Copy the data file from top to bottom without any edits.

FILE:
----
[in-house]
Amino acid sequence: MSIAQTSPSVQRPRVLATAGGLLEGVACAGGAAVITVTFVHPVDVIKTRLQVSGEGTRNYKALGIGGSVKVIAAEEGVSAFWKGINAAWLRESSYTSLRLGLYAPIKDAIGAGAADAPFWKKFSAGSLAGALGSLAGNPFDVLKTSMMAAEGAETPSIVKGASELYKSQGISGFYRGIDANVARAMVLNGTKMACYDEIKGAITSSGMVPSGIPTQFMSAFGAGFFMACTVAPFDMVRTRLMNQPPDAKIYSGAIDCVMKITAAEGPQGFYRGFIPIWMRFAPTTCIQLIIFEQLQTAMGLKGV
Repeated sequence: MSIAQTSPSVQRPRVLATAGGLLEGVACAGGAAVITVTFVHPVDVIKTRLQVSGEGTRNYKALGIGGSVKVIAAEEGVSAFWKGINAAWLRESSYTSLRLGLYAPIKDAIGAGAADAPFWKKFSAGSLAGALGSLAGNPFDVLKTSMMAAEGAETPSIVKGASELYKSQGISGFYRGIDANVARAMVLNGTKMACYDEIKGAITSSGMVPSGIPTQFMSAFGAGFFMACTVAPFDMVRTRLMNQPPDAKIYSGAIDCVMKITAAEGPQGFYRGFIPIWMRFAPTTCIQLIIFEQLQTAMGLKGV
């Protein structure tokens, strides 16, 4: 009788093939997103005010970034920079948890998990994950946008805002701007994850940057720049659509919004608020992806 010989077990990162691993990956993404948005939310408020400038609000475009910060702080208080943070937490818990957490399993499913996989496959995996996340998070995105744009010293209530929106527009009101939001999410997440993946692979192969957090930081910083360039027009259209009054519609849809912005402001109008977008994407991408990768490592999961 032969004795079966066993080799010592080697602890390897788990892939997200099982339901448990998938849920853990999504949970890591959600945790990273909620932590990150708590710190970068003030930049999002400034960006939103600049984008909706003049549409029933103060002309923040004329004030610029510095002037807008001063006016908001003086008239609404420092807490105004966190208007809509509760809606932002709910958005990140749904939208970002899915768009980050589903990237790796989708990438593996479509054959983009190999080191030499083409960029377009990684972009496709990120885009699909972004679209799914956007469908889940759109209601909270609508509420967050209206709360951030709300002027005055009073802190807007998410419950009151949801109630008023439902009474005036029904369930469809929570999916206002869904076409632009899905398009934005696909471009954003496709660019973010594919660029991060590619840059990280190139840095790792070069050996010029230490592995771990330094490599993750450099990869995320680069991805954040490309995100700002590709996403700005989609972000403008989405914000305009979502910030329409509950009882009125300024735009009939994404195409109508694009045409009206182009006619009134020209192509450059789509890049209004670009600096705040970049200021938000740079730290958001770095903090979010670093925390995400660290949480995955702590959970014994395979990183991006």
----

[in-house]
Amino acid sequence: MSIAQTSPSVQRPRVLATAGGLLEGVACAGGAAVITVTFVHPVDVIKTRLQVSGEGTRNYKALGIGGSVKVIAAEEGVSAFWKGINAAWLRESSYTSLRLGLYAPIKDAIGAGAADAPFWKKFSAGSLAGALGSLAGNPFDVLKTSMMAAEGAETPSIVKGASELYKSQGISGFYRGIDANVARAMVLNGTKMACYDEIKGAITSSGMVPSGIPTQFMSAFGAGFFMACTVAPFDMVRTRLMNQPPDAKIYSGAIDCVMKITAAEGPQGFYRGFIPIWMRFAPTTCIQLIIFEQLQTAMGLKGV
Repeated sequence: MSIAQTSPSVQRPRVLATAGGLLEGVACAGGAAVITVTFVHPVDVIKTRLQVSGEGTRNYKALGIGGSVKVIAAEEGVSAFWKGINAAWLRESSYTSLRLGLYAPIKDAIGAGAADAPFWKKFSAGSLAGALGSLAGNPFDVLKTSMMAAEGAETPSIVKGASELYKSQGISGFYRGIDANVARAMVLNGTKMACYDEIKGAITSSGMVPSGIPTQFMSAFGAGFFMACTVAPFDMVRTRLMNQPPDAKIYSGAIDCVMKITAAEGPQGFYRGFIPIWMRFAPTTCIQLIIFEQLQTAMGLKGV
């Protein structure tokens, strides 16, 4: 009788093939997103005010970034920079948890998990994950946008805002701007994850940057720049659509919004608020992806 010989077990990162691993990956993404948005939310408020400038609000475009910060702080208080943070937490818990957490399993499913996989496959995996996340998070995105744009010293209530929106527009009101939001999410997440993946692979192969957090930081910083360039027009259209009054519609849809912005402001109008977008994407991408990768490592999961 032969004795079966066993080799010592080697602890390897788990892939997200099982339901448990998938849920853990999504949970890591959600945790990273909620932590990150708590710190970068003030930049999002400034960006939103600049984008909706003049549409029933103060002309923040004329004030610029510095002037807008001063006016908001003086008239609404420092807490105004966190208007809509509760809606932002709910958005990140749904939208970002899915768009980050589903990237790796989708990438593996479509054959983009190999080191030499083409960029377009990684972009496709990120885009699909972004679209799914956007469908889940759109209601909270609508509420967050209206709360951030709300002027005055009073802190807007998410419950009151949801109630008023439902009474005036029904369930469809929570999916206002869904076409632009899905398009934005696909471009954003496709660019973010594919660029991060590619840059990280190139840095790792070069050996010029230490592995771990330094490599993750450099990869995320680069991805954040490309995100700002590709996403700005989609972000403008989405914000305009979502910030329409509950009882009125300024735009009939994404195409109508694009045409009206182009006619009134020209192509450059789509890049209004670009600096705040970049200021938000740079730290958001770095903090979010670093925390995400660290949480995955702590959970014994395979990183991006």